The study reported in this paper is concentrated on the estimation of the heat transfer from air to ice due to convection. Together with measurements of temperature and moisture profiles, air movements have been visualised in a small-scale model of a planned indoor ice rink. Some field tests concerning moisture content and temperature also have been realized in two different ice rinks. The study indicates that a low emissivity layer in the ceiling decreases the risk for ceiling condensation, decreases the heat radiation on the ice and decreases the driving force for air mixing.
The impact of the radiation absorbed by room air moisture 011 heat transfer and air temperature distribution was investigated. Both analytical and CFO approaches were used. For large spaces such as atria, industrial workshops, hotel lobbies, and aircraft hangers, the neglect of radiation absorbed by the moisture within the air volume can lead to significant errors.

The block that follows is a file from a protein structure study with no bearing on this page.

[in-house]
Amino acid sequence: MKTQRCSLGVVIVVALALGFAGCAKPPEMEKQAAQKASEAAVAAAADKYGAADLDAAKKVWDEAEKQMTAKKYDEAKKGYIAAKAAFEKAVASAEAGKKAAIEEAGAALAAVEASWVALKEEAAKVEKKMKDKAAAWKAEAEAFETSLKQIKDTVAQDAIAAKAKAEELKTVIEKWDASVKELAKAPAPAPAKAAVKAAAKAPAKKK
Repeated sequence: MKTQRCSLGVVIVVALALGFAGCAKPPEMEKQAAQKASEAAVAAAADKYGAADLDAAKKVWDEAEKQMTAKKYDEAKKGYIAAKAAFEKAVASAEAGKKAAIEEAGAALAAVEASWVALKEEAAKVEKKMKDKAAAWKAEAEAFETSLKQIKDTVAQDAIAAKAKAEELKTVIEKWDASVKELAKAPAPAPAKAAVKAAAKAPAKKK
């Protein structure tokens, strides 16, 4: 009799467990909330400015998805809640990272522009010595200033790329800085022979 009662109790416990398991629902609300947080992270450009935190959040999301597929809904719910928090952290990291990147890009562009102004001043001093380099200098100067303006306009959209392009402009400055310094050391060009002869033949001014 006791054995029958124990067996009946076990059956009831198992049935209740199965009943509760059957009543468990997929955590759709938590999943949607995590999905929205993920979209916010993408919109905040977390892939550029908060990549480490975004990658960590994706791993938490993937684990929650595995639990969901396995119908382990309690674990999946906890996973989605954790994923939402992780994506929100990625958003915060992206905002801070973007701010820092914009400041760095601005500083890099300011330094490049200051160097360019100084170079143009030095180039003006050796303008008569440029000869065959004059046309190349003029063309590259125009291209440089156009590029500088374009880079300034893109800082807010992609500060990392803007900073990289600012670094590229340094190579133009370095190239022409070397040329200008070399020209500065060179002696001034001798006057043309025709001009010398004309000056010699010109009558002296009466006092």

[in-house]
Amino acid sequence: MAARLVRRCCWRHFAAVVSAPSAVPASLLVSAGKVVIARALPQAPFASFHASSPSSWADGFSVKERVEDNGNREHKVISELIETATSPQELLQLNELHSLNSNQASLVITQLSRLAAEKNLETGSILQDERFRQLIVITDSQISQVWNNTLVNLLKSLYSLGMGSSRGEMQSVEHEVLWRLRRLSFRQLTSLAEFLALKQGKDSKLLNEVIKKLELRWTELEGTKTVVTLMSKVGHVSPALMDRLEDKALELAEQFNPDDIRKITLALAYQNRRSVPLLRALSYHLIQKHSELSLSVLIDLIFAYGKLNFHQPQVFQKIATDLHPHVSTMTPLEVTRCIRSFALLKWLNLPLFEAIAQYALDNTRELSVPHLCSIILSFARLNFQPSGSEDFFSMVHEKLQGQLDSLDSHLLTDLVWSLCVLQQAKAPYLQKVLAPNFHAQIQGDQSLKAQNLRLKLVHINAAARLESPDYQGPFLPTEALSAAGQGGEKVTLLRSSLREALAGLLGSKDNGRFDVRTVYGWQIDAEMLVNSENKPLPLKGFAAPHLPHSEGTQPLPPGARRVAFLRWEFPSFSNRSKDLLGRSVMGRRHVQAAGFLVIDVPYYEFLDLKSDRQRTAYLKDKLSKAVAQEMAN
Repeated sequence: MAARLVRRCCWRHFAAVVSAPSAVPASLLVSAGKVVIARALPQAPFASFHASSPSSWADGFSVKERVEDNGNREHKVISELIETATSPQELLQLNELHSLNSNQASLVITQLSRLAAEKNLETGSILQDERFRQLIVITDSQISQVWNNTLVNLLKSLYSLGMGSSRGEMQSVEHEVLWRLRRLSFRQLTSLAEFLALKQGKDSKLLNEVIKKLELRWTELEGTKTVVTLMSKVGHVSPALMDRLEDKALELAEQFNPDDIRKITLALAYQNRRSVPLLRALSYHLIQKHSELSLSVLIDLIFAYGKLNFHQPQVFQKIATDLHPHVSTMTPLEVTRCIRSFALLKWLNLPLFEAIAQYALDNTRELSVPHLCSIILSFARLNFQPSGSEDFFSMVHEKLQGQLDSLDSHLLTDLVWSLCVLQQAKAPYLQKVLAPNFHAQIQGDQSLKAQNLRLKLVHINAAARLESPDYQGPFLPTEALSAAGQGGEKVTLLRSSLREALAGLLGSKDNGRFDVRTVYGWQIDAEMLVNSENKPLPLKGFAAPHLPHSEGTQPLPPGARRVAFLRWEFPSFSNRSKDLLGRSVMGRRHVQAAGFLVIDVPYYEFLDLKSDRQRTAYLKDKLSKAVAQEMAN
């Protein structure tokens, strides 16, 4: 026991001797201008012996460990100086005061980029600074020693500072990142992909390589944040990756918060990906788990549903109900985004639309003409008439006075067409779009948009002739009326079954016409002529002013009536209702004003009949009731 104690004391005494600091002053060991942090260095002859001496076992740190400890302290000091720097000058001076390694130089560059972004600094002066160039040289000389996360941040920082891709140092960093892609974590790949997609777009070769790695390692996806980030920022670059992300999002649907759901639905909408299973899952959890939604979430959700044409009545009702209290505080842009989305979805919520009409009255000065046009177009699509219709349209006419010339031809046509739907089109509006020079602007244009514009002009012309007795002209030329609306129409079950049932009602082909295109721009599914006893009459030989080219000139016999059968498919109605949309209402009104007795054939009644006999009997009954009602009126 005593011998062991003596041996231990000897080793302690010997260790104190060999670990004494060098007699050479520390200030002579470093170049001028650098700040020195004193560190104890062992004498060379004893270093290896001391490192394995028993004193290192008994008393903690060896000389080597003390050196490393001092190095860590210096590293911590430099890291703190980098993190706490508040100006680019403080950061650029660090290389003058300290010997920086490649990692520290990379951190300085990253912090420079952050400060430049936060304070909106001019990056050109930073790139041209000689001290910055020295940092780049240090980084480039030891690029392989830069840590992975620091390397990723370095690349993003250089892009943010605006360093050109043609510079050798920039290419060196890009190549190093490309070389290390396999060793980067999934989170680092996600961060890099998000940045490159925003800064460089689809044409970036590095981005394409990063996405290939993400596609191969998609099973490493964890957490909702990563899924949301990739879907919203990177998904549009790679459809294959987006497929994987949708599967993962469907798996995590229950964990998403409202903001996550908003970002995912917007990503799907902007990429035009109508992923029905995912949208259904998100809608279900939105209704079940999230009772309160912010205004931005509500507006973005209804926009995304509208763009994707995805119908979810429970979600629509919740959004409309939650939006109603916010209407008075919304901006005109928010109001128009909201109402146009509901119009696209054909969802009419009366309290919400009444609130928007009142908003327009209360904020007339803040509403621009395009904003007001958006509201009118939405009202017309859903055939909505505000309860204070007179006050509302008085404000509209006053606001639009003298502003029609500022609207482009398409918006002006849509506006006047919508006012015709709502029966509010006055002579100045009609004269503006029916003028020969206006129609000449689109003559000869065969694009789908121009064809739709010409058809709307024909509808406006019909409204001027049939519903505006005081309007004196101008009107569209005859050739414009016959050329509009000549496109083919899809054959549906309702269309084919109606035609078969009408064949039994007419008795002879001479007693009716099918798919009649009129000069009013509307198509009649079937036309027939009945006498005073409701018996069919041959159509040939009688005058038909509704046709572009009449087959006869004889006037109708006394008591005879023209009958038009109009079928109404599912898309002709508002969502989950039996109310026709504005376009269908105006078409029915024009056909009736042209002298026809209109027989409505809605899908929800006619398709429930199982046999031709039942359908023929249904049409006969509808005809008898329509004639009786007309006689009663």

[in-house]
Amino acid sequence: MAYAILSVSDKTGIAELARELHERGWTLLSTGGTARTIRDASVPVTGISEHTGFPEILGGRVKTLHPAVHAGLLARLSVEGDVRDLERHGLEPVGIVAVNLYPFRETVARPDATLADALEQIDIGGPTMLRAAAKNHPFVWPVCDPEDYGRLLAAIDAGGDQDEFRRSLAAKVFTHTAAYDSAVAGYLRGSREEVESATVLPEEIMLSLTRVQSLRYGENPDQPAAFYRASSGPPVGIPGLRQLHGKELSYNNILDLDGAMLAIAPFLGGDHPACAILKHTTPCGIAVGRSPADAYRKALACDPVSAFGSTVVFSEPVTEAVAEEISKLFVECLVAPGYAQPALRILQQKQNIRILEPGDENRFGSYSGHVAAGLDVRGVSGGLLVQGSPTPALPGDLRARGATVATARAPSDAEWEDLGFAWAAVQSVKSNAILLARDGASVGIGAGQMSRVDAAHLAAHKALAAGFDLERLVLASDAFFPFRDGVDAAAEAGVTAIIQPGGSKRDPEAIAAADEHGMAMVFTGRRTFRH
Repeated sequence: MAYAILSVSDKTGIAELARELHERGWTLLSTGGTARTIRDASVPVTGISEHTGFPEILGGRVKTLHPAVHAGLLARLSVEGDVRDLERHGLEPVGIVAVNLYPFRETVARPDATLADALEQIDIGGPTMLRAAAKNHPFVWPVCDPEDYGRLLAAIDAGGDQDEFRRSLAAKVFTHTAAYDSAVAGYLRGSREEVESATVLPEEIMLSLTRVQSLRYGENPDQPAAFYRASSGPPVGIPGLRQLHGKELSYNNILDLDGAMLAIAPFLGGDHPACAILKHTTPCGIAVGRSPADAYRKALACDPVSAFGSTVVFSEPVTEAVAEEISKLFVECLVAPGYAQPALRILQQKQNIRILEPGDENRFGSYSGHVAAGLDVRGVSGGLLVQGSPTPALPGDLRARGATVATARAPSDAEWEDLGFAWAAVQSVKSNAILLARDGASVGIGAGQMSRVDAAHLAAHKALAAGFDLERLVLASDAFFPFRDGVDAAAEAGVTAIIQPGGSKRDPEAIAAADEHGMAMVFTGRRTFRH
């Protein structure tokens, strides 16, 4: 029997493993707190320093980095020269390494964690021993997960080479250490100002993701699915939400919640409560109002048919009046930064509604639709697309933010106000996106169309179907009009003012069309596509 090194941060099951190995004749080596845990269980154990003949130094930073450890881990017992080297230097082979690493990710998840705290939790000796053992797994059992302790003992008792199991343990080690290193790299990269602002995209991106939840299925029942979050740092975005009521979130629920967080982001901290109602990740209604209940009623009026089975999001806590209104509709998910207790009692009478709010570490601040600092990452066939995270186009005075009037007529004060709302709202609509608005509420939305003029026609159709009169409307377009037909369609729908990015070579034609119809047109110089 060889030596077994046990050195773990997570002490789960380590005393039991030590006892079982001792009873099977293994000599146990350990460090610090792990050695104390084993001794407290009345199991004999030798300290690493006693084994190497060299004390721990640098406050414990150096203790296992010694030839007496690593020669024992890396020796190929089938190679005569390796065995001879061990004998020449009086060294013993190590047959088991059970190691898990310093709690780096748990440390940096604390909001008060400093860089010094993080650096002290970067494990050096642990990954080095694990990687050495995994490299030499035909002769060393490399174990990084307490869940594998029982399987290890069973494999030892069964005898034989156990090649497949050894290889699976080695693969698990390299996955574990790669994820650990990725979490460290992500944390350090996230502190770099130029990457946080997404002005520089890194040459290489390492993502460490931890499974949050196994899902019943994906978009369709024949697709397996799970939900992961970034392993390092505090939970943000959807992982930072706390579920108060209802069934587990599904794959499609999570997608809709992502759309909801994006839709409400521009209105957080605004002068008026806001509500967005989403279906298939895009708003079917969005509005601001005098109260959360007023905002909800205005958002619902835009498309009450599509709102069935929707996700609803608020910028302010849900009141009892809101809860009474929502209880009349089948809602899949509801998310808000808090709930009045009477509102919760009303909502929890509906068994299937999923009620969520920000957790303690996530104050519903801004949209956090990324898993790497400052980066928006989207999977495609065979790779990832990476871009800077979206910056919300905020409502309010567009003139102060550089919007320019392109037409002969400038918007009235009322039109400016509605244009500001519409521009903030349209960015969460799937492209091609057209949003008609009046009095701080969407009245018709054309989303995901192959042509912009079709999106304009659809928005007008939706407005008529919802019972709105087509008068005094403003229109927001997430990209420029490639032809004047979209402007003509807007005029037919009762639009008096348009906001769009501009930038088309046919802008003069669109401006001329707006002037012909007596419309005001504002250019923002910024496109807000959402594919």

A numerical model, employing a local-averaging formulation was developed for heat transfer and water vapor deposition within fiberglass insulation under air exfiltration and frosting conditions. Frost growth on the cold surface was modeled using special frost growth boundary conditions. Non-isotropic permeability effects that occur in fiberglass boards were included in the mode/for porous medium flow because tests showed that the permeability for flow parallel to the plane of the boards was 69% higher than perpendicular to the insulation boards.